The Honourable Murray Gleeson AC
A recent example of judicial consideration of legislative purpose, illuminated by parliamentary history, is W R Carpenter Holdings Pty Ltd v Commissioner of Taxation15, where the High Court rejected a submission that Div 13 of the 1936 Act was to be read as confined to international arrangements having tax avoidance as their primary object. The criteria for the application of the provisions in question were not expressed to include a requirement of a tax avoidance motive and the High Court’s appreciation of the purpose of Div 13 led it to reject an attempt to read such a requirement into those criteria. It should be acknowledged, however, that discussing legislative purpose at a level which throws light on a problem of interpretation is not a purely mechanical task, and there are occasions when the relevant purpose of an enactment is no more evident than the meaning of the words in which it has been expressed. In most cases, if the purpose of legislation were clear there would be no room for argument about what it meant. Even so, the modern insistence upon purposive construction is important in that it denies the literalism as a sufficient method of expounding the meaning of a statutory text.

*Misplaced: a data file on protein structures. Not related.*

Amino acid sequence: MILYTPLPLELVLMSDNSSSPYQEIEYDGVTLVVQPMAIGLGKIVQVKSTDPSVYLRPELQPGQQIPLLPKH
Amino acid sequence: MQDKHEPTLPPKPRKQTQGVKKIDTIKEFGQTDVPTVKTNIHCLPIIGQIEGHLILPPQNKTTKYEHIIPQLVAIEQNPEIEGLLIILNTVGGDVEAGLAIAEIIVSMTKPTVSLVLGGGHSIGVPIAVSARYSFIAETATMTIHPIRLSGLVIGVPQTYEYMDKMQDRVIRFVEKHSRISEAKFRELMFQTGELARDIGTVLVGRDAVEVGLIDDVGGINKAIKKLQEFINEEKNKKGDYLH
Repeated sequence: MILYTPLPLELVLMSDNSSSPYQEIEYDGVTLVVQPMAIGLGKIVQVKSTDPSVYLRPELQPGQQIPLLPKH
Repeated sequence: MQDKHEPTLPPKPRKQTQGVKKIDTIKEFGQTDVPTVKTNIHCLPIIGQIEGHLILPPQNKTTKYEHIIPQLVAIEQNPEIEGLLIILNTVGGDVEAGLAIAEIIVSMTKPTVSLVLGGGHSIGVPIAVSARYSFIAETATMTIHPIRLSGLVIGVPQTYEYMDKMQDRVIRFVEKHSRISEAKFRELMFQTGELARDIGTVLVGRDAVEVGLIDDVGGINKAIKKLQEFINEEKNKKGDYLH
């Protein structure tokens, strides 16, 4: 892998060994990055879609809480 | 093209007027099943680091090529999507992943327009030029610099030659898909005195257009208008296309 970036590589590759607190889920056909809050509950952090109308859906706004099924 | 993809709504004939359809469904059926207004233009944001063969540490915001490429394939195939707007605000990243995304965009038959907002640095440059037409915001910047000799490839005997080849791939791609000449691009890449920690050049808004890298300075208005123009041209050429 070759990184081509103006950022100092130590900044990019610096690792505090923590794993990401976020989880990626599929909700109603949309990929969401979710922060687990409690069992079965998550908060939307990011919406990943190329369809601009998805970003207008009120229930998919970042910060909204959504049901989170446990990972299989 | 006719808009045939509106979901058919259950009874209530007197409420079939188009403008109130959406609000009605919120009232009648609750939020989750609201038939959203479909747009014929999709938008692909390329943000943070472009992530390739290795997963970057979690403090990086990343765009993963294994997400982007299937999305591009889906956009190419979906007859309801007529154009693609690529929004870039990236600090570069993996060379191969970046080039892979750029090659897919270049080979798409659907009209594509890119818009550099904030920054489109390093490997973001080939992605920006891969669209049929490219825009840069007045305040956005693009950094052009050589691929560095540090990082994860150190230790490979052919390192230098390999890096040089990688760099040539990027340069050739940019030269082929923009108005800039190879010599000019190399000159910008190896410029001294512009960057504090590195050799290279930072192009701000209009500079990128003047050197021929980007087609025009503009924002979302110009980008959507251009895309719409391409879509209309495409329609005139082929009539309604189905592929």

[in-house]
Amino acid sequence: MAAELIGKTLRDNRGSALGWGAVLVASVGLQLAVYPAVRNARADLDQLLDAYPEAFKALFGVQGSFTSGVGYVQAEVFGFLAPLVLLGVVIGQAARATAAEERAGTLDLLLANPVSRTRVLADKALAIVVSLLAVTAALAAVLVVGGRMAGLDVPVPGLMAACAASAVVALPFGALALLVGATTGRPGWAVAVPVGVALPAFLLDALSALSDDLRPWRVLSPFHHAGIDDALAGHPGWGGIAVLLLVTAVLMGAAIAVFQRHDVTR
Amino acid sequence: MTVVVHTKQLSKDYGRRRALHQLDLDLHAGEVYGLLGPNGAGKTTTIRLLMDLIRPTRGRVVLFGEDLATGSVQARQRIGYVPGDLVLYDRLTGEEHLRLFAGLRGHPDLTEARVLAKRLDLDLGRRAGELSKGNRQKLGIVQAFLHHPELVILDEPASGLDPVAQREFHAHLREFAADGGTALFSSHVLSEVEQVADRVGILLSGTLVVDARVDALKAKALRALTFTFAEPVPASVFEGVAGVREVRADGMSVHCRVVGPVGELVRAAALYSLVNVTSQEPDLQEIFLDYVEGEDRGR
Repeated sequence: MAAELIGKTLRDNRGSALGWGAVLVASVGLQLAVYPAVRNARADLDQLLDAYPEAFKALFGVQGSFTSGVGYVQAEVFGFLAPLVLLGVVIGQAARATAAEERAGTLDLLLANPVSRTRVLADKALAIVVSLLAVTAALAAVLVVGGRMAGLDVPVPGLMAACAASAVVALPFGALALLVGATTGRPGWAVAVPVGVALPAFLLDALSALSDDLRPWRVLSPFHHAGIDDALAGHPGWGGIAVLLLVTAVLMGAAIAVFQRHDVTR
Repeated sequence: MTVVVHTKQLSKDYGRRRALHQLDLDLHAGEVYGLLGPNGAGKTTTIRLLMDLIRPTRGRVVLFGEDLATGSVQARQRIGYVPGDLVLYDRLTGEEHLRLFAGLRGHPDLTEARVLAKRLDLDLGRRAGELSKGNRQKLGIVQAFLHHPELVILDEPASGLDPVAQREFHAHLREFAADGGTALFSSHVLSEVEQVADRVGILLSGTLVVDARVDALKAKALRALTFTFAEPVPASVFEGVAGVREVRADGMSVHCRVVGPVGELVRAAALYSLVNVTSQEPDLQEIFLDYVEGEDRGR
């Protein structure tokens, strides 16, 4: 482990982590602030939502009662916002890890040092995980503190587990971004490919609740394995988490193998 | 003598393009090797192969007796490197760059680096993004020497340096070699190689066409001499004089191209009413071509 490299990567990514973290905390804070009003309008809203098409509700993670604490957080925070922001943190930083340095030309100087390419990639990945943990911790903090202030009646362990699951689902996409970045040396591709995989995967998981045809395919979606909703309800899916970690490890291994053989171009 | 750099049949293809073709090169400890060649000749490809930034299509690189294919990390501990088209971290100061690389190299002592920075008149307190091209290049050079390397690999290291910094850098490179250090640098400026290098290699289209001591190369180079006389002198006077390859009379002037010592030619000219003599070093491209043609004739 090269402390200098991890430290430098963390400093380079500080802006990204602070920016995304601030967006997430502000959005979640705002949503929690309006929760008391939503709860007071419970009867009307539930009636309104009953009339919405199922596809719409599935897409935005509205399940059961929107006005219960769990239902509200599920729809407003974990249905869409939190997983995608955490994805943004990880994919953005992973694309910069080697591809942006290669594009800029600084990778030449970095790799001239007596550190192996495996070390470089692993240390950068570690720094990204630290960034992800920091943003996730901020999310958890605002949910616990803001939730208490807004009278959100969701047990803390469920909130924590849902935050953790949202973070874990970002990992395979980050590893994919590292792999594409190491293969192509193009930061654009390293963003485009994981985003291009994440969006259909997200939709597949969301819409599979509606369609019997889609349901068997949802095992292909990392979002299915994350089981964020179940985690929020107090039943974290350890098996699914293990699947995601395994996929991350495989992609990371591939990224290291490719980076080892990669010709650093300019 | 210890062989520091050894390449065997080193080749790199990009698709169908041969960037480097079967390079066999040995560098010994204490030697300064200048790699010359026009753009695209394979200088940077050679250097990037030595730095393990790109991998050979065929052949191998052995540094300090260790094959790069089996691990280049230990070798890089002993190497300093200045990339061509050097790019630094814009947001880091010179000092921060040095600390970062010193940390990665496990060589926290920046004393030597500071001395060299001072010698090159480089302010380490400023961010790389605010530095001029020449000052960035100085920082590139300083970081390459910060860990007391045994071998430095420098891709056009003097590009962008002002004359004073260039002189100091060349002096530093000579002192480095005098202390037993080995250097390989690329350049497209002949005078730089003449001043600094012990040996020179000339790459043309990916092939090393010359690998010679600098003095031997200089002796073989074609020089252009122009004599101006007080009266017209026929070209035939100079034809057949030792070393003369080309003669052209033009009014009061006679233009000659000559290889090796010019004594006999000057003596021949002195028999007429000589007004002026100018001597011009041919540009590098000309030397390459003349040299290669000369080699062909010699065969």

There is an aspect of purposive statutory interpretation which has a wider importance affecting relations between courts and the Parliament. Words such as the “will” or the “intention” of the legislature, or the “purpose” of legislation, provided their objectivity is understood, reflect the constitutional imperative that a court is to apply statute law as enacted by Parliament. A deliberate failure or refusal by a court to do so would be an infringement of basic principle. But, of course, it may happen that a court will interpret an Act of Parliament in a way that Parliament believes misunderstands the purpose or intent of what Parliament has enacted. In such a case, it is always open to Parliament to amend the legislation. This is an important safety net for the courts. The
 HCA 33; (2008) 82 ALJR 1211.
© The Honourable Murray Gleeson AC, Chief Justice of New South Wales 1988-1998, Chief Justice of Australia 1998-2008